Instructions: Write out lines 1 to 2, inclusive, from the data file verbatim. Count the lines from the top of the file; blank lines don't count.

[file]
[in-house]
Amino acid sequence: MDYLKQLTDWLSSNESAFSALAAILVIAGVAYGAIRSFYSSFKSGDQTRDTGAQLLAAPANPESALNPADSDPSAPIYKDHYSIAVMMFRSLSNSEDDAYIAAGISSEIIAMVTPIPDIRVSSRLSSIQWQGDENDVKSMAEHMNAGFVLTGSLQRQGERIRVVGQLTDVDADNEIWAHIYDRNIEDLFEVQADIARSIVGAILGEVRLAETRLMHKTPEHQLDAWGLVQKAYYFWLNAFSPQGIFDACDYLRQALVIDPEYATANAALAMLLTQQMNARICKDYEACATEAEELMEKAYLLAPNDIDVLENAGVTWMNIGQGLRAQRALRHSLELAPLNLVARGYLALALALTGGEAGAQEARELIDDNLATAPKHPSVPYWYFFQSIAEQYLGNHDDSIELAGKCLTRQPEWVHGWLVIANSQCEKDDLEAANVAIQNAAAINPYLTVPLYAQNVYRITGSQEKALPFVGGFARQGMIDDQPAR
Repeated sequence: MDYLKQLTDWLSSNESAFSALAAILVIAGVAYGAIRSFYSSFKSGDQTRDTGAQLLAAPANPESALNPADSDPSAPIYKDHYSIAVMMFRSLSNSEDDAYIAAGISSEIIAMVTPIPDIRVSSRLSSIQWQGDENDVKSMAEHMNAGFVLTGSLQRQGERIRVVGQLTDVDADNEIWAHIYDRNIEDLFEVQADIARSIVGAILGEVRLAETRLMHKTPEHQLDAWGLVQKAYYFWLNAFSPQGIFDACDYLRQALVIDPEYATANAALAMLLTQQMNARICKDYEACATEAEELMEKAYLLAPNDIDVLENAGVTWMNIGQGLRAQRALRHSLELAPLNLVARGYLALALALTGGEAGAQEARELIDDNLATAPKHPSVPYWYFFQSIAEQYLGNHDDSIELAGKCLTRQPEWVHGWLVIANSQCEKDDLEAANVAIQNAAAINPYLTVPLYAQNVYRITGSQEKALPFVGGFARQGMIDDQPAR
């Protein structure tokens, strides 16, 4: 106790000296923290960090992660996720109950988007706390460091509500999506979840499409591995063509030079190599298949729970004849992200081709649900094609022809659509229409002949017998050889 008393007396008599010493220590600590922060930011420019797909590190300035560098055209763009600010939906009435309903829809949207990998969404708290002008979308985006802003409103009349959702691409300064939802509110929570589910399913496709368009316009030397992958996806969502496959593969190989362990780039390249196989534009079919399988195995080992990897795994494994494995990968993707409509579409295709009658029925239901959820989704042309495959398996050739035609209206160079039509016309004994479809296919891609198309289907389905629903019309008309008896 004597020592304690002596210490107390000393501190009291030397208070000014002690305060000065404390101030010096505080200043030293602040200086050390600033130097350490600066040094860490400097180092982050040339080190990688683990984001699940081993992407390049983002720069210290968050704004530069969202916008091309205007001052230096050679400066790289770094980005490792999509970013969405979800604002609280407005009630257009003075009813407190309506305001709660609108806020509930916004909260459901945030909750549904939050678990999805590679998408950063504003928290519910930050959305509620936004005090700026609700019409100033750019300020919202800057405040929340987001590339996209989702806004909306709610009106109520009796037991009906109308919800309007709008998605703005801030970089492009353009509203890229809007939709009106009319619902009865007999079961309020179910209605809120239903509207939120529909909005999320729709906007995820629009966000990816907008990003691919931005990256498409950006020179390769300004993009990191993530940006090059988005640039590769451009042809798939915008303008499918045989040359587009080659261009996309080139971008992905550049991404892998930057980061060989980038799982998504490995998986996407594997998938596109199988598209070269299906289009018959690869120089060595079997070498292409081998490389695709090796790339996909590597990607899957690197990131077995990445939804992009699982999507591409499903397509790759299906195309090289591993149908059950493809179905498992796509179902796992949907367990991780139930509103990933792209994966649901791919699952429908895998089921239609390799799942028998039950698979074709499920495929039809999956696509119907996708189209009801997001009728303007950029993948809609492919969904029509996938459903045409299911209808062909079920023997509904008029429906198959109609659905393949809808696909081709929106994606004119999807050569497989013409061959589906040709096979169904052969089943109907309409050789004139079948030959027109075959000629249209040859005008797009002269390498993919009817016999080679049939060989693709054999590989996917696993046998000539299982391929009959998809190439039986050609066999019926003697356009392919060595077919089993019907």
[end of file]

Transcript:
[in-house]
Amino acid sequence: MDYLKQLTDWLSSNESAFSALAAILVIAGVAYGAIRSFYSSFKSGDQTRDTGAQLLAAPANPESALNPADSDPSAPIYKDHYSIAVMMFRSLSNSEDDAYIAAGISSEIIAMVTPIPDIRVSSRLSSIQWQGDENDVKSMAEHMNAGFVLTGSLQRQGERIRVVGQLTDVDADNEIWAHIYDRNIEDLFEVQADIARSIVGAILGEVRLAETRLMHKTPEHQLDAWGLVQKAYYFWLNAFSPQGIFDACDYLRQALVIDPEYATANAALAMLLTQQMNARICKDYEACATEAEELMEKAYLLAPNDIDVLENAGVTWMNIGQGLRAQRALRHSLELAPLNLVARGYLALALALTGGEAGAQEARELIDDNLATAPKHPSVPYWYFFQSIAEQYLGNHDDSIELAGKCLTRQPEWVHGWLVIANSQCEKDDLEAANVAIQNAAAINPYLTVPLYAQNVYRITGSQEKALPFVGGFARQGMIDDQPAR